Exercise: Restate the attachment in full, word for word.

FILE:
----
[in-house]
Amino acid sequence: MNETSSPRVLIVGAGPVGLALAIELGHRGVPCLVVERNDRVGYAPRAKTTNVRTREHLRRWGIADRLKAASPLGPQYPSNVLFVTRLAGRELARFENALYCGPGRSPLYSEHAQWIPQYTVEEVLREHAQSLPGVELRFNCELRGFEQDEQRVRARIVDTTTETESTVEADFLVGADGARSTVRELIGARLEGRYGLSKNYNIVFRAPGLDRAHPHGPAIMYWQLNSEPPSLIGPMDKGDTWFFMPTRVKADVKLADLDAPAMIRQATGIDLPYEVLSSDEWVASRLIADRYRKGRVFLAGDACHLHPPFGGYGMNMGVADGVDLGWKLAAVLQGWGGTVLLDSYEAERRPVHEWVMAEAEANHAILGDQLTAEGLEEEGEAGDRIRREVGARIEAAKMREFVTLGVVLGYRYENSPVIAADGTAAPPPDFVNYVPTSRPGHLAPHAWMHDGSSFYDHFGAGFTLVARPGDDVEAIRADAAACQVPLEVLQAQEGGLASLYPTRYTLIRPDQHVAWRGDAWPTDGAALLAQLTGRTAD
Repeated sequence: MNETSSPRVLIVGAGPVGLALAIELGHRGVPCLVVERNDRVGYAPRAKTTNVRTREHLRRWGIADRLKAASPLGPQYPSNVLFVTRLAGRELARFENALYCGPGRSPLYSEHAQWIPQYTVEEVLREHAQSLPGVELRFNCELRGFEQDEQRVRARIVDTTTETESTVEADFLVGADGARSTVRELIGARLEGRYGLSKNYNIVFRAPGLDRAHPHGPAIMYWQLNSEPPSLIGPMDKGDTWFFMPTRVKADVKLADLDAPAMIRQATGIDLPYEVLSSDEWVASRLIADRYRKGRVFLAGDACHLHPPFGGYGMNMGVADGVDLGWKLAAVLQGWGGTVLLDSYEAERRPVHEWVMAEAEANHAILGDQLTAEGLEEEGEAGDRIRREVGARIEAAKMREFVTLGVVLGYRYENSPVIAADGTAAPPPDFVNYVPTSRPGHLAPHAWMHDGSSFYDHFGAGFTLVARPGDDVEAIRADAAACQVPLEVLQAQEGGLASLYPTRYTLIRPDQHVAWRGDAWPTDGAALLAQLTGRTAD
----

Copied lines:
[in-house]
Amino acid sequence: MNETSSPRVLIVGAGPVGLALAIELGHRGVPCLVVERNDRVGYAPRAKTTNVRTREHLRRWGIADRLKAASPLGPQYPSNVLFVTRLAGRELARFENALYCGPGRSPLYSEHAQWIPQYTVEEVLREHAQSLPGVELRFNCELRGFEQDEQRVRARIVDTTTETESTVEADFLVGADGARSTVRELIGARLEGRYGLSKNYNIVFRAPGLDRAHPHGPAIMYWQLNSEPPSLIGPMDKGDTWFFMPTRVKADVKLADLDAPAMIRQATGIDLPYEVLSSDEWVASRLIADRYRKGRVFLAGDACHLHPPFGGYGMNMGVADGVDLGWKLAAVLQGWGGTVLLDSYEAERRPVHEWVMAEAEANHAILGDQLTAEGLEEEGEAGDRIRREVGARIEAAKMREFVTLGVVLGYRYENSPVIAADGTAAPPPDFVNYVPTSRPGHLAPHAWMHDGSSFYDHFGAGFTLVARPGDDVEAIRADAAACQVPLEVLQAQEGGLASLYPTRYTLIRPDQHVAWRGDAWPTDGAALLAQLTGRTAD
Repeated sequence: MNETSSPRVLIVGAGPVGLALAIELGHRGVPCLVVERNDRVGYAPRAKTTNVRTREHLRRWGIADRLKAASPLGPQYPSNVLFVTRLAGRELARFENALYCGPGRSPLYSEHAQWIPQYTVEEVLREHAQSLPGVELRFNCELRGFEQDEQRVRARIVDTTTETESTVEADFLVGADGARSTVRELIGARLEGRYGLSKNYNIVFRAPGLDRAHPHGPAIMYWQLNSEPPSLIGPMDKGDTWFFMPTRVKADVKLADLDAPAMIRQATGIDLPYEVLSSDEWVASRLIADRYRKGRVFLAGDACHLHPPFGGYGMNMGVADGVDLGWKLAAVLQGWGGTVLLDSYEAERRPVHEWVMAEAEANHAILGDQLTAEGLEEEGEAGDRIRREVGARIEAAKMREFVTLGVVLGYRYENSPVIAADGTAAPPPDFVNYVPTSRPGHLAPHAWMHDGSSFYDHFGAGFTLVARPGDDVEAIRADAAACQVPLEVLQAQEGGLASLYPTRYTLIRPDQHVAWRGDAWPTDGAALLAQLTGRTAD